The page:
I was at a NYE party, playing ping pong in the garden of some friends (we also played table football and darts but it wasn’t a weird, sport based party and it’s not that relevant to the hook story at all). When it wasn’t my turn to badly flail a bat about, I wandered into the workshop/garage that’s in the garden. Spying tools, bits of wood and things made out of the wood, I dared to ask if I might have help to create a handmade crochet hook. Don’t you just love the idea of making a tool by hand, that is in turn, used to create handmade things?! I’d seen lots of beautiful wooden hooks on Instagram so I knew it could be done. You can look for hashtags like #woodencrochethooks or #crochethooks and they pop up.
It was just a fleeting request rather than a full on conversation, nevertheless, a couple of weeks after New Year, the first hook turned up. Several weeks later, after lots of going back and forth with design ideas we felt confident that we had cracked it. Honestly, you wouldn’t believe how many different shapes, lengths, angles, types of wood we went through to learn what came out best! During this process, I got to learn about woodwork, and Paul (whose hobby is woodwork) learned a bit about crochet. I think we’ve both learned where our strengths are. This is what we’ve worked out: I’ll stick to crochet and he’ll stick to woodwork.
However, it’s quite addictive and I do like to try new things. I break a lot of sticks trying to make the perfect hook, I’ve broken myself too (blisters! ouch! knife cuts! ouch!). I really should leave the hook making to Paul though. I’ll play with wool.
And so, that is how we became Kirk & Roger, a little side line for us both. It’s really good fun!
It has been a while since I’ve worked with someone else. I’d forgotten how much I enjoyed it. It’s good to discuss ideas and see how new ventures come out of those discussions. It hadn’t occurred to me that we could sell the hooks we made, that was Paul’s idea. I was just thinking of myself and my own hook collection, which to be honest, isn’t much of a surprise!!
We both have different favourites when it comes to the hook designs. I like whittled ones and Paul likes them turned. This is good because it means there are lots to choose from. I don’t see why we need to restrict it to one or the other. They’re completely handmade so it is impossible to make the same hook twice. Whether it’s whittled, turned or a bit of both, each and every one is unique.
We’re learning that smaller sizes are the most popular but they’re trickier and more time consuming to make.
The wood we use is locally sourced. Sometimes directly from our own gardens here in Devon. The very first whittled hook was made from the quince bush that grows in my garden. Apparently quince is a good choice as it’s very hard. An Insta friend called Sarah saw this and we arranged a meet up for tea and cake (we might not have had cake actually, but perhaps we ought to have done). She very generously brought along a car boot full of quince for us [your hook is being made, Sarah!]. I believe it’s the same for most fruit trees, so it’s a good job we also had a bag of apple tree branches donated.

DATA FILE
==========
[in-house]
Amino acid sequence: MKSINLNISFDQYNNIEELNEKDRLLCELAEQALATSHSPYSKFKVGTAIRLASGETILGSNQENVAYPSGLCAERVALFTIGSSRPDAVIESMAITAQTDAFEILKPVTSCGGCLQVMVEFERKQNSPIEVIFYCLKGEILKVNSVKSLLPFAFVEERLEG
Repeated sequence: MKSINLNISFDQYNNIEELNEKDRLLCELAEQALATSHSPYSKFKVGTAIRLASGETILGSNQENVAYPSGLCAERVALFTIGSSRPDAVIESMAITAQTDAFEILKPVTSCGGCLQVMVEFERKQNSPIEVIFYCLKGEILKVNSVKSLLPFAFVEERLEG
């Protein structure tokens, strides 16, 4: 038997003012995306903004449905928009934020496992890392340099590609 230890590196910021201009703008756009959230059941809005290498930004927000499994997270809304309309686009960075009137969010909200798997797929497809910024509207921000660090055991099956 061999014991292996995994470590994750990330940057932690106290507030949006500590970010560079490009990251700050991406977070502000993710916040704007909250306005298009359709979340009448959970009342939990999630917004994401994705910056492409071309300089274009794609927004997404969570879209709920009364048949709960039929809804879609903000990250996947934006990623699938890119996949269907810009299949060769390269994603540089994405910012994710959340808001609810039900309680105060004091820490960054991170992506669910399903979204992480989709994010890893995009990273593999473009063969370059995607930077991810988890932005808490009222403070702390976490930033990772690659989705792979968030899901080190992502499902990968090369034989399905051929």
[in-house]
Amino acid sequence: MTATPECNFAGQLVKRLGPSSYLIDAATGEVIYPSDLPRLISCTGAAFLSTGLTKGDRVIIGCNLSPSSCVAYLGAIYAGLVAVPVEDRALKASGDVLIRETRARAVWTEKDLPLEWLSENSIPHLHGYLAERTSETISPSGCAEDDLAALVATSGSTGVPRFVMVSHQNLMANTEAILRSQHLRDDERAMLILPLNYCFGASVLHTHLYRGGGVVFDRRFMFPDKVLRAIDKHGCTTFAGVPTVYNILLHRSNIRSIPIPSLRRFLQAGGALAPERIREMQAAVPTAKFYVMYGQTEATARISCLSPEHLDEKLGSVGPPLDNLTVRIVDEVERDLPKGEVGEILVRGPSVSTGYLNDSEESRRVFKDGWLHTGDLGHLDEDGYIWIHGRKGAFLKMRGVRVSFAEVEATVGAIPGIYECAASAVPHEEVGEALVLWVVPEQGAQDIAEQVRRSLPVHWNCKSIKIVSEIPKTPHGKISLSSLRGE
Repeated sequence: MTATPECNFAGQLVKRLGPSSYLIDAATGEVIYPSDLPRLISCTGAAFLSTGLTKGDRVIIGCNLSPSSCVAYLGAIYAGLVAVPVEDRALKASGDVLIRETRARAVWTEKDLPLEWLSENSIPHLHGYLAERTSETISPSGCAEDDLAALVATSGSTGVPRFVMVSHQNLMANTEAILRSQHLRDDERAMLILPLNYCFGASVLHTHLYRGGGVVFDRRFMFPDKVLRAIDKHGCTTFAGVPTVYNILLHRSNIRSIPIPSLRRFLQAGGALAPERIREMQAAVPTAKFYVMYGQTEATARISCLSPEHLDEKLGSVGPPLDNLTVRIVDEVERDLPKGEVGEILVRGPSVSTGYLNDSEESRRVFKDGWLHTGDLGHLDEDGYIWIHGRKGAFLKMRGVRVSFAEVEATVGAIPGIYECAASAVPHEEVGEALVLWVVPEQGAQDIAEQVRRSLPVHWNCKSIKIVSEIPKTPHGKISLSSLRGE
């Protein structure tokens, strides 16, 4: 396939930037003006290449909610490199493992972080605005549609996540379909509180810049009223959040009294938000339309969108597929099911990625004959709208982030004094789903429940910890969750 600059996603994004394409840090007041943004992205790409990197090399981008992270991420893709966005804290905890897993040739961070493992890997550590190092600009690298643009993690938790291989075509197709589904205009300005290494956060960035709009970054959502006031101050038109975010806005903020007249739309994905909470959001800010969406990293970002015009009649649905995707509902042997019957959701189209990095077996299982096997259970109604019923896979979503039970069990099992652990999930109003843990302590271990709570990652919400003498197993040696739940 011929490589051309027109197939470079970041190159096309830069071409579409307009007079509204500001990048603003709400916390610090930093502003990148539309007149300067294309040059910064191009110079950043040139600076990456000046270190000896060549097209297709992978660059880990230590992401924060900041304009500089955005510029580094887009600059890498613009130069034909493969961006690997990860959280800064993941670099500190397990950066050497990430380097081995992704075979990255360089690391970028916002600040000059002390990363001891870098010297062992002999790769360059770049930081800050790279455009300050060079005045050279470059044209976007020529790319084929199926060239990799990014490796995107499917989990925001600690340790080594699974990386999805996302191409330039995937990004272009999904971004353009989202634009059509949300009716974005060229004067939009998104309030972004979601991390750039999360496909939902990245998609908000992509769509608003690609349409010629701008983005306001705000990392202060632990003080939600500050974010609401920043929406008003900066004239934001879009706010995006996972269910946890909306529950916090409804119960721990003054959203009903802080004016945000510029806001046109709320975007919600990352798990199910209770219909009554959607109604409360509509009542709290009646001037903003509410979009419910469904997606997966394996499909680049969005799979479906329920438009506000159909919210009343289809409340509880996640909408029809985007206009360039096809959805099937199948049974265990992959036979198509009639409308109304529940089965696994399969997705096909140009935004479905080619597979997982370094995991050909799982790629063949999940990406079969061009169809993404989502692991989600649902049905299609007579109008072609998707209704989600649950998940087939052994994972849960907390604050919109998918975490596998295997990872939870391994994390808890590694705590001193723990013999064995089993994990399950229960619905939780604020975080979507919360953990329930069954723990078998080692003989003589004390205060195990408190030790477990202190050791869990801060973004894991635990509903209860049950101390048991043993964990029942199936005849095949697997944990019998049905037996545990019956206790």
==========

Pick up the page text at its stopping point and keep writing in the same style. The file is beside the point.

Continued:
These things take time, you can’t use green wood so we’ve been waiting for everything to dry out a bit. Now that this is happening we’re working on a new batch of hooks that we hope to have in the Etsy shop in a couple of weeks or so.
The turned ones can be made from reclaimed bits of furniture and such. Where possible we will recycle materials to give them a new life.
Each hook is made by Paul into a mostly finished hook, it is then passed to me to crochet with. I’ll decide what needs to be done to make it the best it can be, I then pass it back for tweaking, sanding etc. This process happens at least twice because we want each hook to be perfect. Once that’s done, there are a minimum of three coats of stuff called tung oil that get applied. The oil makes the hook smooth and it also adds strength. Phew! It’s quite a process!
This tutorial is based on a granny square bag I made a couple of years ago. The original blog post can be found HERE. There are lots of details in that post that will be super useful. However, it is a slightly different version. I’ve made this new one a bit less fussy.
There are two videos. The one above is how to put the bag together. The one below is how to make the Join As You Go Grannies. I start by making a granny square and then at the time stamp of 5.25 I begin to join them together.
Please see below for some accompanying pictures…
If you fancy supporting my crochet adventures, I would be utterly and completely full of gratitude. You can do this by supporting me on Patreon. I understand that you can make one off payments as well as signing up monthly, whatever floats your boat. Thanks ever so much!